Revenue is still flowing in from Philadelphia’s new sweetened-beverage tax, but the latest figures show the city missed its target for March.
Last month, the tax brought in $7 million — about $1 million more than it had in February and the highest collection since the tax went into effect in January. But it was still short of the $7.7 million the city’s Revenue Department projected in January.
“Projections are hard,” said Mayor Jim Kenney between photo-ops with city employees and their kids Thursday for Take Your Child to Work Day. “I’m happy with the pace we’re going right now.”
The tax brought in $6.4 million in February and $5.9 million in January. The administration wants to bring in $46 million by the end of the fiscal year in June; three months in, it’s about 40 percent of the way there. Most of the money is supposed to go toward expanding subsidized pre-K seats for 3- and 4-year-olds; creating community schools; and a major overhaul of parks, recreation centers and libraries.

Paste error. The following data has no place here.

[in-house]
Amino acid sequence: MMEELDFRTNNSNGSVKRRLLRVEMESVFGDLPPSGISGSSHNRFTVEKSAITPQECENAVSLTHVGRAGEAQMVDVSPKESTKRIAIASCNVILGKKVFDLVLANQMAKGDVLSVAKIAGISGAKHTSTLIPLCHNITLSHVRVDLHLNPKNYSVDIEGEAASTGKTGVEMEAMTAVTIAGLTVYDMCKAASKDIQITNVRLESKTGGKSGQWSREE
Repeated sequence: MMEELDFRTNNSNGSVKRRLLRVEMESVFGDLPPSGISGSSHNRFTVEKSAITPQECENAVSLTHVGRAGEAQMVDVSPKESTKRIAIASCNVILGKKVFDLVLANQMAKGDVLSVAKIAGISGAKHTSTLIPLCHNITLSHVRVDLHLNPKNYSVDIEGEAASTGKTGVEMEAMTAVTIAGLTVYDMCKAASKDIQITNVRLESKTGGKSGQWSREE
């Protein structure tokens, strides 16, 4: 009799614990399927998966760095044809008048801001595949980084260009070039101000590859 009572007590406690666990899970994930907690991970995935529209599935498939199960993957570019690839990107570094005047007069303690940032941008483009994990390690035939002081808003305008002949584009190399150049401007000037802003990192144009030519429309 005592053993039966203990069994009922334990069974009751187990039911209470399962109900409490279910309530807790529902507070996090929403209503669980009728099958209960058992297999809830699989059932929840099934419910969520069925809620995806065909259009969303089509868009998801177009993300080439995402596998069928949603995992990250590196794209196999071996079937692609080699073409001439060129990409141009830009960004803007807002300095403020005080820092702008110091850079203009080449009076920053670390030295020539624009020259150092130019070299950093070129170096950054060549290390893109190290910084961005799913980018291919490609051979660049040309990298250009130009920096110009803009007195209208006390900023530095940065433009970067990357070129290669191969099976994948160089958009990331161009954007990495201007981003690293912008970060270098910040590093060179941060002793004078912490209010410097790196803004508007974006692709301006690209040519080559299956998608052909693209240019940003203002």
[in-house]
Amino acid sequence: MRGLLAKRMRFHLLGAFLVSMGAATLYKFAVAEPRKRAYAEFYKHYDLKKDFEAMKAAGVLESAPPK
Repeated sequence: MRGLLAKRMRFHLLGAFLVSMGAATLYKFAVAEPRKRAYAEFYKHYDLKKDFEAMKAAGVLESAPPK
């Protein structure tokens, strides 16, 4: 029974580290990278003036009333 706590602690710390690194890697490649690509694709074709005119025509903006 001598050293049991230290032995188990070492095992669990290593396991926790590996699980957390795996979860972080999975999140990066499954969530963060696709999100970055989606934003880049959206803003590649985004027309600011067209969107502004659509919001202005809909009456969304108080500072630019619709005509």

The city’s Revenue Department said it is continuing to send out notices before collections are due on the 20th of the month.
“We also have our compliance team out on the street visiting different businesses, making sure they are compliant with the law, making sure they are purchasing from registered distributors or paying directly to the city themselves,” said Deputy Revenue Commissioner Marisa Waxman.
She said investigators have visited about 5,000 businesses so far. Eventually, those that don’t comply could face fines of $1,000 — but the city is holding off on tough enforcement for now. The soda industry is challenging the tax in Commonwealth Court.